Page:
3. The Midnight Organ Fight - Frightened Rabbit
Recently voted as one of the best Scottish albums of the decade, Frightened Rabbit provided not just that, but one of the best British albums of the decade. Considering that includes bands like Radiohead and Muse, that's praise indeed. Whilst I'm probably speaking in hyperbole, I don't think I can convey how much I love this album. Again it's another break up album (much like my favourite album of all time is Pinkerton) but that probably speaks more about my mental state through most of the decade (hence the emo albums on this list). But that doesn't degrade how great this album is. Modern Leper kicks of the album in absolute style and we get taken through 14 tracks of these drunk potty mouthed Scotsmen and their awesome music. One of my anticipated albums of 2010 is Frightened Rabbit's third album and if it's anywhere near as good as this triumph then you should be excited as well. It's hard to convey what makes this album work. They're not the most innovative band in the world but their music is just filled with a vigorous amount of heart that just begs to be listened to. So many different styles that just come to together to make that oh so rare cohesive whole, Frightened Rabbit succeded at make a perfect indie rock record which sadly hasn't received as much attention as countless other Scottish bands this decade who in my mind have just made inferior albums. Sadly two other albums from across the pond managed to beat the best British album of the decade, but let it be known us Brits put some incredible music this decade as well.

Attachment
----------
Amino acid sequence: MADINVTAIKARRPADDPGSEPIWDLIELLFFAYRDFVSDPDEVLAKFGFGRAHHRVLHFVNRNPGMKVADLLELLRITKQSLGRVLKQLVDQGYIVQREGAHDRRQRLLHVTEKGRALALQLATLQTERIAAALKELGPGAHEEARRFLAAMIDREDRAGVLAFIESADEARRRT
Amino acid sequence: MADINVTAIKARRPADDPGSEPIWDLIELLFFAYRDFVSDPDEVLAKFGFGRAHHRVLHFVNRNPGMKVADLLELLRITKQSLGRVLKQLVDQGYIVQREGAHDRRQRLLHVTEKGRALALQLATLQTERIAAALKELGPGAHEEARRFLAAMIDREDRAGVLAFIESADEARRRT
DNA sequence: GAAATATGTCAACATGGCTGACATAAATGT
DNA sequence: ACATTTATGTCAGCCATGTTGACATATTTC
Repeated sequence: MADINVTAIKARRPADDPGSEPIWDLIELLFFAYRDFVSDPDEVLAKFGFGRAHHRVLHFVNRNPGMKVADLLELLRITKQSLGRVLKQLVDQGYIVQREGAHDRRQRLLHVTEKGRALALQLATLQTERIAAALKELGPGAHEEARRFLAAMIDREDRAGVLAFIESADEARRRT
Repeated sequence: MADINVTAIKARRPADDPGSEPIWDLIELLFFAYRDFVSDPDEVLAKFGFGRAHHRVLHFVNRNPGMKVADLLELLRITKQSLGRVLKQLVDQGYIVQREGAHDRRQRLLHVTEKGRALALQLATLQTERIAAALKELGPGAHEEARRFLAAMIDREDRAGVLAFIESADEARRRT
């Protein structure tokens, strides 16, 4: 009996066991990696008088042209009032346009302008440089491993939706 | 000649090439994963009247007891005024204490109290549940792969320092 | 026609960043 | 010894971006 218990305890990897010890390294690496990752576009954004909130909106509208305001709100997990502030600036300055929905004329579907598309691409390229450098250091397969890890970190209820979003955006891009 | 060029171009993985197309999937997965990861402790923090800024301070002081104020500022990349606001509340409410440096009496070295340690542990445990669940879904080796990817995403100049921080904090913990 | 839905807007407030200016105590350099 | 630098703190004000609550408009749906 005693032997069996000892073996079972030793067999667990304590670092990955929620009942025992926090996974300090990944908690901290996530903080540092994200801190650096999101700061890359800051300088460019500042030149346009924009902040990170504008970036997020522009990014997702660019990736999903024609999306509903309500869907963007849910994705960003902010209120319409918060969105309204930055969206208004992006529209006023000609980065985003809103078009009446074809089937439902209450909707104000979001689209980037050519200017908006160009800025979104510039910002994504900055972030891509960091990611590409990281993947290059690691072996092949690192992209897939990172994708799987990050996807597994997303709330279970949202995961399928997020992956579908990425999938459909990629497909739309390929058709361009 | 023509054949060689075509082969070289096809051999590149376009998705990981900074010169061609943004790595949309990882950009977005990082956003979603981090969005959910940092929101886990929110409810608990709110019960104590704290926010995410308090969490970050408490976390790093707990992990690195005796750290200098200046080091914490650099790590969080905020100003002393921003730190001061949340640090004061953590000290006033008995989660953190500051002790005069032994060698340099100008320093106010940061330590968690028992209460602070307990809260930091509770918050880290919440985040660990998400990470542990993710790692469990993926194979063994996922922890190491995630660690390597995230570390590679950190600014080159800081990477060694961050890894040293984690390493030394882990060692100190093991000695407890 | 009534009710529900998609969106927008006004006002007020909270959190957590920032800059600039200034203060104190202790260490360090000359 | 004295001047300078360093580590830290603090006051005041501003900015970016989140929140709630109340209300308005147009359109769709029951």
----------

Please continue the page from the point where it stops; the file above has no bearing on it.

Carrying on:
2. The Red Tree - Moneen